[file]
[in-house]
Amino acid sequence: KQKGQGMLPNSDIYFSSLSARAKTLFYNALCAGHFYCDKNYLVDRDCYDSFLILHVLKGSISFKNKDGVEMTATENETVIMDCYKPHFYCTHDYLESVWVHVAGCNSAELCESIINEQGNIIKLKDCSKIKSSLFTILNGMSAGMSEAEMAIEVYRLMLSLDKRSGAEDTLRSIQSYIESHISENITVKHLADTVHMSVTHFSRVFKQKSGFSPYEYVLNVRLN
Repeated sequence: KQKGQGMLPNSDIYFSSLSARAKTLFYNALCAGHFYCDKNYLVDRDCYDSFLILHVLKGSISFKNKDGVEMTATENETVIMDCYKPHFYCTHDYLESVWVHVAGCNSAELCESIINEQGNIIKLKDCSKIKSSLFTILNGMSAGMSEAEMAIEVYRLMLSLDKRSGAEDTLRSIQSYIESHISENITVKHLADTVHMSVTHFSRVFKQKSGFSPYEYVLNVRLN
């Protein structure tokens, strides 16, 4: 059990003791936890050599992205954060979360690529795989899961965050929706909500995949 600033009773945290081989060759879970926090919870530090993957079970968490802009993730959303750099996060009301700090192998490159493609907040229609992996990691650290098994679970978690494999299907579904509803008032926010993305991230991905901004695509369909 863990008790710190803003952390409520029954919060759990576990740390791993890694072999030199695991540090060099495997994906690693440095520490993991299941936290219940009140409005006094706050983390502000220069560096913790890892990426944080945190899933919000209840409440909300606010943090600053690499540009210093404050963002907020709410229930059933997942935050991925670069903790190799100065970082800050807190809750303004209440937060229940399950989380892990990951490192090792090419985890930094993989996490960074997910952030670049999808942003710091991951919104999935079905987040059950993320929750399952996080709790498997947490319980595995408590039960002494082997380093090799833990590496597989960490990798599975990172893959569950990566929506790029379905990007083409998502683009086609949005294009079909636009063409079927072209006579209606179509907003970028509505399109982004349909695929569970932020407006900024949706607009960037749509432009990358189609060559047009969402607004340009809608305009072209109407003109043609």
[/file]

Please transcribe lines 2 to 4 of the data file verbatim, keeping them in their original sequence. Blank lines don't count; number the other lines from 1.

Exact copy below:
Amino acid sequence: KQKGQGMLPNSDIYFSSLSARAKTLFYNALCAGHFYCDKNYLVDRDCYDSFLILHVLKGSISFKNKDGVEMTATENETVIMDCYKPHFYCTHDYLESVWVHVAGCNSAELCESIINEQGNIIKLKDCSKIKSSLFTILNGMSAGMSEAEMAIEVYRLMLSLDKRSGAEDTLRSIQSYIESHISENITVKHLADTVHMSVTHFSRVFKQKSGFSPYEYVLNVRLN
Repeated sequence: KQKGQGMLPNSDIYFSSLSARAKTLFYNALCAGHFYCDKNYLVDRDCYDSFLILHVLKGSISFKNKDGVEMTATENETVIMDCYKPHFYCTHDYLESVWVHVAGCNSAELCESIINEQGNIIKLKDCSKIKSSLFTILNGMSAGMSEAEMAIEVYRLMLSLDKRSGAEDTLRSIQSYIESHISENITVKHLADTVHMSVTHFSRVFKQKSGFSPYEYVLNVRLN
């Protein structure tokens, strides 16, 4: 059990003791936890050599992205954060979360690529795989899961965050929706909500995949 600033009773945290081989060759879970926090919870530090993957079970968490802009993730959303750099996060009301700090192998490159493609907040229609992996990691650290098994679970978690494999299907579904509803008032926010993305991230991905901004695509369909 863990008790710190803003952390409520029954919060759990576990740390791993890694072999030199695991540090060099495997994906690693440095520490993991299941936290219940009140409005006094706050983390502000220069560096913790890892990426944080945190899933919000209840409440909300606010943090600053690499540009210093404050963002907020709410229930059933997942935050991925670069903790190799100065970082800050807190809750303004209440937060229940399950989380892990990951490192090792090419985890930094993989996490960074997910952030670049999808942003710091991951919104999935079905987040059950993320929750399952996080709790498997947490319980595995408590039960002494082997380093090799833990590496597989960490990798599975990172893959569950990566929506790029379905990007083409998502683009086609949005294009079909636009063409079927072209006579209606179509907003970028509505399109982004349909695929569970932020407006900024949706607009960037749509432009990358189609060559047009969402607004340009809608305009072209109407003109043609």